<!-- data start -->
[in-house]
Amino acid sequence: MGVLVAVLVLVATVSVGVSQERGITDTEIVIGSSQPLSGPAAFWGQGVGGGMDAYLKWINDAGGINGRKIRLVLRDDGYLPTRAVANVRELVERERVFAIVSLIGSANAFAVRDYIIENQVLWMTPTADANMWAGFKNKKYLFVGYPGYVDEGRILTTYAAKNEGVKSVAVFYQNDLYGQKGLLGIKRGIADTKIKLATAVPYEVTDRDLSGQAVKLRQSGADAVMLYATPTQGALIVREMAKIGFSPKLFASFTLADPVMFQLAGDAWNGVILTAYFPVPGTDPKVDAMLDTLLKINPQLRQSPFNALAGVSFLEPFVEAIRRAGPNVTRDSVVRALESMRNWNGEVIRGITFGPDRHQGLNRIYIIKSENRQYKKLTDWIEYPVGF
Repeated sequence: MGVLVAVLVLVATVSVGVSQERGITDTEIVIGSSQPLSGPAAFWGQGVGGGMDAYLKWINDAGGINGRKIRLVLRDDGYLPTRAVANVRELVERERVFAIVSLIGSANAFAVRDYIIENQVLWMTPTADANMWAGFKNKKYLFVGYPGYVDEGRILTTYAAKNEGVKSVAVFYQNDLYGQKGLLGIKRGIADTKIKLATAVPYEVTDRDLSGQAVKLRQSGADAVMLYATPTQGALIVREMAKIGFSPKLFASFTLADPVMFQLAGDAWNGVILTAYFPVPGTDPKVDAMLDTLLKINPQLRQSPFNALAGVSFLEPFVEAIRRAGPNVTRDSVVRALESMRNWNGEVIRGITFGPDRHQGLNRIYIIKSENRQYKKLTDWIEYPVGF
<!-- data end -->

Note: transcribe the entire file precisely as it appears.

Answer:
[in-house]
Amino acid sequence: MGVLVAVLVLVATVSVGVSQERGITDTEIVIGSSQPLSGPAAFWGQGVGGGMDAYLKWINDAGGINGRKIRLVLRDDGYLPTRAVANVRELVERERVFAIVSLIGSANAFAVRDYIIENQVLWMTPTADANMWAGFKNKKYLFVGYPGYVDEGRILTTYAAKNEGVKSVAVFYQNDLYGQKGLLGIKRGIADTKIKLATAVPYEVTDRDLSGQAVKLRQSGADAVMLYATPTQGALIVREMAKIGFSPKLFASFTLADPVMFQLAGDAWNGVILTAYFPVPGTDPKVDAMLDTLLKINPQLRQSPFNALAGVSFLEPFVEAIRRAGPNVTRDSVVRALESMRNWNGEVIRGITFGPDRHQGLNRIYIIKSENRQYKKLTDWIEYPVGF
Repeated sequence: MGVLVAVLVLVATVSVGVSQERGITDTEIVIGSSQPLSGPAAFWGQGVGGGMDAYLKWINDAGGINGRKIRLVLRDDGYLPTRAVANVRELVERERVFAIVSLIGSANAFAVRDYIIENQVLWMTPTADANMWAGFKNKKYLFVGYPGYVDEGRILTTYAAKNEGVKSVAVFYQNDLYGQKGLLGIKRGIADTKIKLATAVPYEVTDRDLSGQAVKLRQSGADAVMLYATPTQGALIVREMAKIGFSPKLFASFTLADPVMFQLAGDAWNGVILTAYFPVPGTDPKVDAMLDTLLKINPQLRQSPFNALAGVSFLEPFVEAIRRAGPNVTRDSVVRALESMRNWNGEVIRGITFGPDRHQGLNRIYIIKSENRQYKKLTDWIEYPVGF